New Ski and equipment testing - when does it become excessive? Do I have commitment issues?

BoozeBooze Posts: 460 Crazy Baller
I have caught alot of flak from my fellow skier friends, particularly recently, for not sticking with a single ski (and setup) for a extended amount of time. e.g; last year I tried 6 different skis, though this year I'm down to 3...about to be 4. Note that some skis carry over from one year to the next.
I seem to have a reputation for strapping on something different nearly every day, whether it be a ski, binding, liner, fin, wing...not to mention settings. Their argument is that you cannot become one with your ski and find perfect harmony unless an extended (and undisclosed) amount of time has been spent riding it...all occurring without the distraction of other harlot skis with their empty promises of happiness and more buoys.
So I find myself conflicted, because in a way I know they have a point. (it's not the arrow it's the Indian) BUT, there are so many variables to slalom ski equipment. If you feel your ski and setup is not right and could be improved on, what are you supposed to do? It's like every ski has it's unique personality and behavior but is never just right. Now if I could condense all those traits into one ski....voila!

I guess I'm looking for feedback from other shortline tournament skiers, chasing buoys. How many skis have you tried in the last 5 years?

@Horton - obviously you've ridden many different skis in the last few years. Do you feel it has ultimately helped or hindered your performance?


  • RichardDoaneRichardDoane Posts: 4,794 Mega Baller
    it's a good thing if you can ski a consistent score on different skis, means you're doing a lot of things correctly, but smart guy keeps his boots the same
    BallOfSpray Pacific Northwest Vice President of Event Management, aka "Zappy"
  • BoozeBooze Posts: 460 Crazy Baller
    @RichardDoane - I agree with that. I used the same reflex for years, just added that variable this spring. I've settled on the new HO at this point. (though liner is still undecided).
  • RazorRoss3RazorRoss3 Posts: 1,409 Mega Baller
    It will be hard to have a good understanding of what is going right/wrong and what is consistently going right/wrong with any setup unless you've been on it for several ski days, I'd say 10 sets and that might be long enough to know if it needs some slight tweaking one way or the other. Although I might not be the best person to ask since the only change I've made in the last 2 years was to add a little more wing angle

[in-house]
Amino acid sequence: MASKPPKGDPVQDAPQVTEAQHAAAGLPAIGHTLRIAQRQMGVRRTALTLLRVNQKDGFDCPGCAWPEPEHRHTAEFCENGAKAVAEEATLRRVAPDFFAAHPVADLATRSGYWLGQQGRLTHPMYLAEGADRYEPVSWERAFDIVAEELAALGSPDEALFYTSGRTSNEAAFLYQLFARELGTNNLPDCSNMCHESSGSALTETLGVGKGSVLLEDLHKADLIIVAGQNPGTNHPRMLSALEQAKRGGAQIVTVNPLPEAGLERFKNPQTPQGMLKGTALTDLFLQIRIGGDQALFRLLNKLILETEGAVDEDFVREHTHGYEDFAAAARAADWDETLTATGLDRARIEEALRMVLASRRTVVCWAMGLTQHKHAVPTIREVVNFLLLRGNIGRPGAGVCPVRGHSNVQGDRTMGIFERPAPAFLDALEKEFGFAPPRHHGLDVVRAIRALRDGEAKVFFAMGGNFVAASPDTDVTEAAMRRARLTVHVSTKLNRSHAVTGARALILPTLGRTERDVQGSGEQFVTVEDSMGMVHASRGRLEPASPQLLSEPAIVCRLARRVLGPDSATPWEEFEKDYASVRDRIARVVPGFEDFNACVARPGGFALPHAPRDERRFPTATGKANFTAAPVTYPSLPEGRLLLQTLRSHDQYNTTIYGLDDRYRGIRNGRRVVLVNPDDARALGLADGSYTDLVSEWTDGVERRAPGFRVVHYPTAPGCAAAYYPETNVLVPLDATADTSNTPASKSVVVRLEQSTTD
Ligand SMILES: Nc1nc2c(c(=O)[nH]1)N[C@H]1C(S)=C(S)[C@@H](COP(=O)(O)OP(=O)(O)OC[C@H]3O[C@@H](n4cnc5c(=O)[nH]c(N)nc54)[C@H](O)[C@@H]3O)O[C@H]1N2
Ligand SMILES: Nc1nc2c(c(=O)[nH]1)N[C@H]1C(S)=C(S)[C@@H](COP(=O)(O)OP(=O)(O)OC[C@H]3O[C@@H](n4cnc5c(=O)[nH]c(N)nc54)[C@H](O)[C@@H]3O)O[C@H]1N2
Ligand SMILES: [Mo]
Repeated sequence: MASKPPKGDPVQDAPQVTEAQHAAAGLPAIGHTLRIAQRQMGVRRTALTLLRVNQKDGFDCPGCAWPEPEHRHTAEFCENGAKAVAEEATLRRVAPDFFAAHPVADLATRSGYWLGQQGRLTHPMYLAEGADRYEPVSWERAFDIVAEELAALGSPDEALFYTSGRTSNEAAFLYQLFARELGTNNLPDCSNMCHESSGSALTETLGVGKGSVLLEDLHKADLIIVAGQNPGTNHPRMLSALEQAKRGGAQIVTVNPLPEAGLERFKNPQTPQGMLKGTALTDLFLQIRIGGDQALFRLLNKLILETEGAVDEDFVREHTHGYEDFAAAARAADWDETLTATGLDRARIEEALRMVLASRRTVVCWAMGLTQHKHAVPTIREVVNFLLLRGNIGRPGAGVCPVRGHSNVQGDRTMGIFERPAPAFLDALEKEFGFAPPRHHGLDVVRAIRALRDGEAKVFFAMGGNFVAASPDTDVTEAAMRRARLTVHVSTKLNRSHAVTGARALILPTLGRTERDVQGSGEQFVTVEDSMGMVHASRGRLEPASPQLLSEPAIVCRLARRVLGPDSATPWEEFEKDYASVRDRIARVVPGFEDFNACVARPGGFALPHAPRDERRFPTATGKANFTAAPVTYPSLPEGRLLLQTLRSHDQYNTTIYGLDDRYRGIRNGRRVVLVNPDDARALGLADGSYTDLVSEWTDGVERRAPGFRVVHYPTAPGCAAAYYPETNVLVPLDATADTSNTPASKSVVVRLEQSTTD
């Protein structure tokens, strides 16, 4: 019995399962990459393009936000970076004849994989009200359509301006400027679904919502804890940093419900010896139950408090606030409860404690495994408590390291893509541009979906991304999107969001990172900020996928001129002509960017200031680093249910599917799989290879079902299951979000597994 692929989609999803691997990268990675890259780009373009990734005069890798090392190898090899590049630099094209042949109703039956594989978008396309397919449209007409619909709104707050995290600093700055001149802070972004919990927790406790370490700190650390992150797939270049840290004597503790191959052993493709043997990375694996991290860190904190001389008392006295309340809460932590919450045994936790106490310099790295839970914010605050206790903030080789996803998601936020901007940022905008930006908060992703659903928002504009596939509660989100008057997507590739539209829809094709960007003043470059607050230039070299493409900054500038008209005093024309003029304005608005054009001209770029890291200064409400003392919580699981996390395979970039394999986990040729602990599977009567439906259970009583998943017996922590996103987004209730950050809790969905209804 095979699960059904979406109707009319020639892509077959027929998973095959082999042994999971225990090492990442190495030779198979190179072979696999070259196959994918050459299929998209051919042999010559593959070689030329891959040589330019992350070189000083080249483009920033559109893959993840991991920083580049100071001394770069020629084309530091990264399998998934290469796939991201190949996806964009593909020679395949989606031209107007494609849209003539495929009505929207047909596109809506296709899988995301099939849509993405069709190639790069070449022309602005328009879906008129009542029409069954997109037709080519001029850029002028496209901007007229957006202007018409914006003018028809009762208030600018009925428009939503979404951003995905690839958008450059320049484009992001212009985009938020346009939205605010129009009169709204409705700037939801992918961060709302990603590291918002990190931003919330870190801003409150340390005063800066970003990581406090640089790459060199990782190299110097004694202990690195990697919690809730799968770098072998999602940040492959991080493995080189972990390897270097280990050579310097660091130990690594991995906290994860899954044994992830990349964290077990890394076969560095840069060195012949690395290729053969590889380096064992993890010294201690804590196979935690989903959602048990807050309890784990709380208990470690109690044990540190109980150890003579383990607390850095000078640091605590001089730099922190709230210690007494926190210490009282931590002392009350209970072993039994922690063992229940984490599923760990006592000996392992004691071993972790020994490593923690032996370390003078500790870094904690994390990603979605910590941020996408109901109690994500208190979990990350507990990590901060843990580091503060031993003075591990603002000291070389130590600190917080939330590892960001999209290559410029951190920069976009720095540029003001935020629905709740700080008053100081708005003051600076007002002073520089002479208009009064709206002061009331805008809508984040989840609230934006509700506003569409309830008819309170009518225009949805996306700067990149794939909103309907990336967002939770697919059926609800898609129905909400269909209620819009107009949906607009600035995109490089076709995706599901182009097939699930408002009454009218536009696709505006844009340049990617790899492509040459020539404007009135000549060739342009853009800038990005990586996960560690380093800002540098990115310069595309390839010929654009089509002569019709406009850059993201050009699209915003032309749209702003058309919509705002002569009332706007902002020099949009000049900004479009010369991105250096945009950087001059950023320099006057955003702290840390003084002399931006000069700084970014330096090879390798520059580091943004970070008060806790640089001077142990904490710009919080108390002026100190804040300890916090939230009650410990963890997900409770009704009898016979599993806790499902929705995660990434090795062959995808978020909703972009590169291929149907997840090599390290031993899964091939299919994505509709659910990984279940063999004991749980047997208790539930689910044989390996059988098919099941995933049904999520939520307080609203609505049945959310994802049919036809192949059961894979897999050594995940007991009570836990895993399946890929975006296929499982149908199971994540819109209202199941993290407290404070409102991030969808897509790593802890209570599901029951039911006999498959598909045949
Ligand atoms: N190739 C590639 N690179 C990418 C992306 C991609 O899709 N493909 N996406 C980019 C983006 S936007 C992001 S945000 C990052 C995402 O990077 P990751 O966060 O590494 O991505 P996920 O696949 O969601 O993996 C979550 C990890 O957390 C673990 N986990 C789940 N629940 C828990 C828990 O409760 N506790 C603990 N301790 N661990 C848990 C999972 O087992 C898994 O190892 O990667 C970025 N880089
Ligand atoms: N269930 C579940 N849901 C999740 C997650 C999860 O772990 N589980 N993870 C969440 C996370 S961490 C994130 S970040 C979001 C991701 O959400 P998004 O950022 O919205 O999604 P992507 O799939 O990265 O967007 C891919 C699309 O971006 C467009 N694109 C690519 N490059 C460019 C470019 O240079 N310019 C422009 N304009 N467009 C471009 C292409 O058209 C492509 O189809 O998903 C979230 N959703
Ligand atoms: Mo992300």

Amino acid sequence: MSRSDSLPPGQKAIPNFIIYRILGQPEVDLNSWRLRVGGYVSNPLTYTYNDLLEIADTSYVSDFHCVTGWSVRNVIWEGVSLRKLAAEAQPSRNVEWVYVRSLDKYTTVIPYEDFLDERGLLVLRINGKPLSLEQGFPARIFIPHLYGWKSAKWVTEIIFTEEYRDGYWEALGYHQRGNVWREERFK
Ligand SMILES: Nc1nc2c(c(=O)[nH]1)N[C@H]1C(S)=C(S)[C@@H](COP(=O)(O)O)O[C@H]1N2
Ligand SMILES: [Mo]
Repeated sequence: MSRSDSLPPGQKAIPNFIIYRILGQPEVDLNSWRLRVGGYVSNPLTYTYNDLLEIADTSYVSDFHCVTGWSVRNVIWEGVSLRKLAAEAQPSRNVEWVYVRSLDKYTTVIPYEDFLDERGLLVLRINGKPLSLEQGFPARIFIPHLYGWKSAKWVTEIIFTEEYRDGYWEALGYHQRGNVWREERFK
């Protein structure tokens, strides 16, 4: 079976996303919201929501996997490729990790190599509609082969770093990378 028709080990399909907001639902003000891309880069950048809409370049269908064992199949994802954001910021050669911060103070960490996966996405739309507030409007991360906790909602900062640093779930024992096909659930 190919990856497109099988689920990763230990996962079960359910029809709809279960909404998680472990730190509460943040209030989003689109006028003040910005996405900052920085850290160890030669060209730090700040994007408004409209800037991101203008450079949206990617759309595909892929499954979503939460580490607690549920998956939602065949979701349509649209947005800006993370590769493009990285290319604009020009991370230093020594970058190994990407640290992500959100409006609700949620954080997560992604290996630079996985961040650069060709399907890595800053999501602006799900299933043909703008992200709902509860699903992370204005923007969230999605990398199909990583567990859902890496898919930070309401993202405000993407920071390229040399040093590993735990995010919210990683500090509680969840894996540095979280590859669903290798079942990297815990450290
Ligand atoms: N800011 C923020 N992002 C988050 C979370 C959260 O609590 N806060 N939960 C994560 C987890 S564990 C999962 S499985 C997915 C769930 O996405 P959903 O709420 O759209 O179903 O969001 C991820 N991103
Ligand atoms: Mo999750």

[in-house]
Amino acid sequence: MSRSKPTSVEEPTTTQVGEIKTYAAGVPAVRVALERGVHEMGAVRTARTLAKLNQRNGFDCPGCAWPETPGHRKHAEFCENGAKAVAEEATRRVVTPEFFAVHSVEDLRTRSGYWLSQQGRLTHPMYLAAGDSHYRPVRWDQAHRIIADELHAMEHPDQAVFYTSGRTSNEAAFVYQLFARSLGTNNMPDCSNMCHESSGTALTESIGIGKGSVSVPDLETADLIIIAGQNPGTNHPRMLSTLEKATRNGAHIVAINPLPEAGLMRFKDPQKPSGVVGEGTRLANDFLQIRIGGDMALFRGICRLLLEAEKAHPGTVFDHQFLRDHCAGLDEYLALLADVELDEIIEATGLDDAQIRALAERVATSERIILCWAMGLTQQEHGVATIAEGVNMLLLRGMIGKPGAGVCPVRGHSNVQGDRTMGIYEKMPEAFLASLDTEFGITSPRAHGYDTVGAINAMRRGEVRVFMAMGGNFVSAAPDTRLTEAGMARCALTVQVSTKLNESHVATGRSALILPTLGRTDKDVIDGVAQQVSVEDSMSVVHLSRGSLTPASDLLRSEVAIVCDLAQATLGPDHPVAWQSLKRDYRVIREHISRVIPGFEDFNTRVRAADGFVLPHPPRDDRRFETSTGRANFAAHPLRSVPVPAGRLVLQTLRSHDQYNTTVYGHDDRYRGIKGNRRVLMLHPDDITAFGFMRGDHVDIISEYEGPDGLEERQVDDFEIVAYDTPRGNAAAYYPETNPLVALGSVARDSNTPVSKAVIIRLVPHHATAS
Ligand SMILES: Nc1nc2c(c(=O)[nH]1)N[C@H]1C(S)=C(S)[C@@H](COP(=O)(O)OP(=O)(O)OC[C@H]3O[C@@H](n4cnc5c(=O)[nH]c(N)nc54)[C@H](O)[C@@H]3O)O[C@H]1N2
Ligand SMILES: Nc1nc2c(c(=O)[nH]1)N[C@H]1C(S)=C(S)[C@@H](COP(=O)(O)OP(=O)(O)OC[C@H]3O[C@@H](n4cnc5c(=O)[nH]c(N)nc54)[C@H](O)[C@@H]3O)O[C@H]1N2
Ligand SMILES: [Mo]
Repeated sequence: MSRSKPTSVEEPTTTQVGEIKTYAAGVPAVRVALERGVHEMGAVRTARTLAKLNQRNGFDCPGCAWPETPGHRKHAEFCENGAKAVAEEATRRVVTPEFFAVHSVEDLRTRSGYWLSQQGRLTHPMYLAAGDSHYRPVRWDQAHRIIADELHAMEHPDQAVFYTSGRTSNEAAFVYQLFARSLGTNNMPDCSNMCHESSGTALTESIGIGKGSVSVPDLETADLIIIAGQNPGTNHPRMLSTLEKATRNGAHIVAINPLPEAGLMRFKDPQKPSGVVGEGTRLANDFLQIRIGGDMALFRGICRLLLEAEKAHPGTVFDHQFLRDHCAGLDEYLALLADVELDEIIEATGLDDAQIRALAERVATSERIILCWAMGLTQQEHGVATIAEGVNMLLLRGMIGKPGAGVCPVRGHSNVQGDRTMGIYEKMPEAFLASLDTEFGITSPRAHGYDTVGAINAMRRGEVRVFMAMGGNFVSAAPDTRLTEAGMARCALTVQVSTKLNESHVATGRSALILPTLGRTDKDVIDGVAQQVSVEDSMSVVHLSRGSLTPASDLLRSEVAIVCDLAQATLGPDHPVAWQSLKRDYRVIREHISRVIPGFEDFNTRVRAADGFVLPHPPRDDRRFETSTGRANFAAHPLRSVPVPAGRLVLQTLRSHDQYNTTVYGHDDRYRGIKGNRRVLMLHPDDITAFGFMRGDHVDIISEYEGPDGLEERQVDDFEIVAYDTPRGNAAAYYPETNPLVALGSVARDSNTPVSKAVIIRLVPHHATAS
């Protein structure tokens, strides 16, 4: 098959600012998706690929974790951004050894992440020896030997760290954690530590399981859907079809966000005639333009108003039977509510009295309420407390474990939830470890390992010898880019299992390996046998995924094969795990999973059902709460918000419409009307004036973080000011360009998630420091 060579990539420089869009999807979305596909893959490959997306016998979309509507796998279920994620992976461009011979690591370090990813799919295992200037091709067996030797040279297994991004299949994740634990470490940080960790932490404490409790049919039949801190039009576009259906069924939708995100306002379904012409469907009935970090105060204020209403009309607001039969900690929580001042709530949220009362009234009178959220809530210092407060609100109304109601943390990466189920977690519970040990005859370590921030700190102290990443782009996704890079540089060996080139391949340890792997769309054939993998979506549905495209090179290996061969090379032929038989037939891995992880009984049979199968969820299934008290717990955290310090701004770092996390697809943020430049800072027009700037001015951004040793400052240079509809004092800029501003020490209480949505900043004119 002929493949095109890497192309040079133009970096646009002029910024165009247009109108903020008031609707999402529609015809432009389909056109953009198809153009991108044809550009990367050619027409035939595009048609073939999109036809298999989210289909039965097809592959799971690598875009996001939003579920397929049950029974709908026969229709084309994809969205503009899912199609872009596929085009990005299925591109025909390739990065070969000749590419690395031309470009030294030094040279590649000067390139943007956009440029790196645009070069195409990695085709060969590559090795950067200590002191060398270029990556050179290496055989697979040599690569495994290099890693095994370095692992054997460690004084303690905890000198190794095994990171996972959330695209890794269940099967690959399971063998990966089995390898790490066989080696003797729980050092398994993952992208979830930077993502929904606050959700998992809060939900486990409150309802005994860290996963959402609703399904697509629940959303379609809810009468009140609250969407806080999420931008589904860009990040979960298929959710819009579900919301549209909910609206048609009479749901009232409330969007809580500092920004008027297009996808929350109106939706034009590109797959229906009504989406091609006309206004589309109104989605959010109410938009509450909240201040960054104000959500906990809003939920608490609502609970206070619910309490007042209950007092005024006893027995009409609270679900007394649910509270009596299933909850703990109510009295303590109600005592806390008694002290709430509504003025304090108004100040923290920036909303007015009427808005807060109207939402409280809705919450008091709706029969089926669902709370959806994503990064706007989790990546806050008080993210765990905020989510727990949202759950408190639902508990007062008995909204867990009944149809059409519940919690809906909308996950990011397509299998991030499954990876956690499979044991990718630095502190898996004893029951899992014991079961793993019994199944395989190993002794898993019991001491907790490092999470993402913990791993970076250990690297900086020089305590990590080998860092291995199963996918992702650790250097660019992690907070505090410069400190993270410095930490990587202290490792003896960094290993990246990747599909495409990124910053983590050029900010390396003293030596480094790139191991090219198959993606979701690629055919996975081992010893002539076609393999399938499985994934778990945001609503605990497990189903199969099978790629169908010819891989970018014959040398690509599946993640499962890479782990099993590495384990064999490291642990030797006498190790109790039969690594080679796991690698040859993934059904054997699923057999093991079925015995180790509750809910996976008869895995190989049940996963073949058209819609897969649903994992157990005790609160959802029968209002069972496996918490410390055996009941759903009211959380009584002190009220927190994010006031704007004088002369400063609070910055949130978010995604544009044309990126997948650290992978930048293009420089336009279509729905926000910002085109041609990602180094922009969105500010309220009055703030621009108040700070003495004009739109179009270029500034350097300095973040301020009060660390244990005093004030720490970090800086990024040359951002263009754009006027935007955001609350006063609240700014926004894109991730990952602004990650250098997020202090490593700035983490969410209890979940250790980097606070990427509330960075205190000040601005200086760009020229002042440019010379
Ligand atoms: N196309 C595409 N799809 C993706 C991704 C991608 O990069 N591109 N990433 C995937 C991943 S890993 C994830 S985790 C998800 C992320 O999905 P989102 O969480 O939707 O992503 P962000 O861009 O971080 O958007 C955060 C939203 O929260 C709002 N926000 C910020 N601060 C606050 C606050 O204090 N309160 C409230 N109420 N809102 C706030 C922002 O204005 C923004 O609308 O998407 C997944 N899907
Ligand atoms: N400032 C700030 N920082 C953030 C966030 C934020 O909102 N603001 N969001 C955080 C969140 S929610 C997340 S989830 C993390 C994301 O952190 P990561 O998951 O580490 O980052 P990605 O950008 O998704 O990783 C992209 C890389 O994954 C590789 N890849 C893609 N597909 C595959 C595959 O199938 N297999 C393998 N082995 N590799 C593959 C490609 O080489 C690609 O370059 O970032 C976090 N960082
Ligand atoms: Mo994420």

• JackQJackQ Posts: 459 Open or Level 9 Skier
    I only have the limited capacity ( patience) to try one new ski a year, as I am challenged with very poor on-side turns and need a ski that helps my shortcomings. I usually can make anything work on my off-side, 1,3,5. Consistency is a significant attribute I desire.

    Normally I know in 1-2 sets if I like a ski, but get lulled into.... maybe if I tweak the fin this way or that it will work. In the end I just end up frustrated. If I was a more accomplished ski tuner/adjuster I would try more, but fin tuning effectively is more of an art than a science in my opinion.
  • Razorskier1Razorskier1 Posts: 3,425 Mega Baller
    @Booze -- are you having fun? Then I say test away!
    Jim Ross
  • jhughesjhughes Posts: 1,150 Mega Baller
    I'm all over the place and what I've determined at least in my case is that, you know what, "it's part of the fun for me". And that is OK. I enjoy trying new stuff out. I get excited making a tweak or throwing my bindings on a new ski the night before. I almost can't wait to wake up and ski. I'm not doing it because I'm an idiot or because I think the ski is the problem. I do it because it's friggin' fun to do. For me.

    Last year I went Quest -> Vapor -> REv6. How about that? Every ski I could ski right out of the box really well right up to the limit.

    This year I tried a Syndicate Hardshell, then went back to rubber, then threw the hardshell on my trick ski. That's not all- just for the heck of it I bought a S2 on SIA from 2012, set it to stock, and skied that for the last 3 sets this week. So from a 2000.00 Goode to a 300.00 used 5 year old ski. It was FUN! I was really impressed with the old ski. Still a terrific ski. Last night I put my bindings back on the Goode but slightly back from where they were and guess what? I can't wait to try it again!

    Anyway, for me it's part of the fun and I feel like I learn or feel something new all the time by doing it. Even just switching to the S2 I realized that my work zone needed to shift to be more behind the boat, I was letting up early and the S2 for whatever reason made me realize that since it didn't draw as wide to 2/4 without working spray to spray.
  • ColeGiacopuzziColeGiacopuzzi Posts: 506 Open or Level 9 Skier
    edited June 2017
    @Booze like @RichardDoane said if you can ski consistent scores on a few skis that's awesome, but keep your boots the same, and focus on skis.

    If you're always changing equipment there is a variable changing in your skiing always, meaning you're always adapting.

    Focus on one ski for 20 sets or so and change what you need to for fin settings.

    I'm a firm believer of once everything feels good for fin settings and bindings, why change it? Its just refining your craft on that setup for that point on.

    Its always great to try different stuff, but I'd focus on that in the early spring or fall.
  • The_MSThe_MS Posts: 6,514 Member of the BallOfSpray Hall Of Fame
    If a ski doesn't feel good, tweak until you get it to feel good or move on to the next. When you dial one in, keep it until something better comes along but do not sell it until you are sure its the bomb.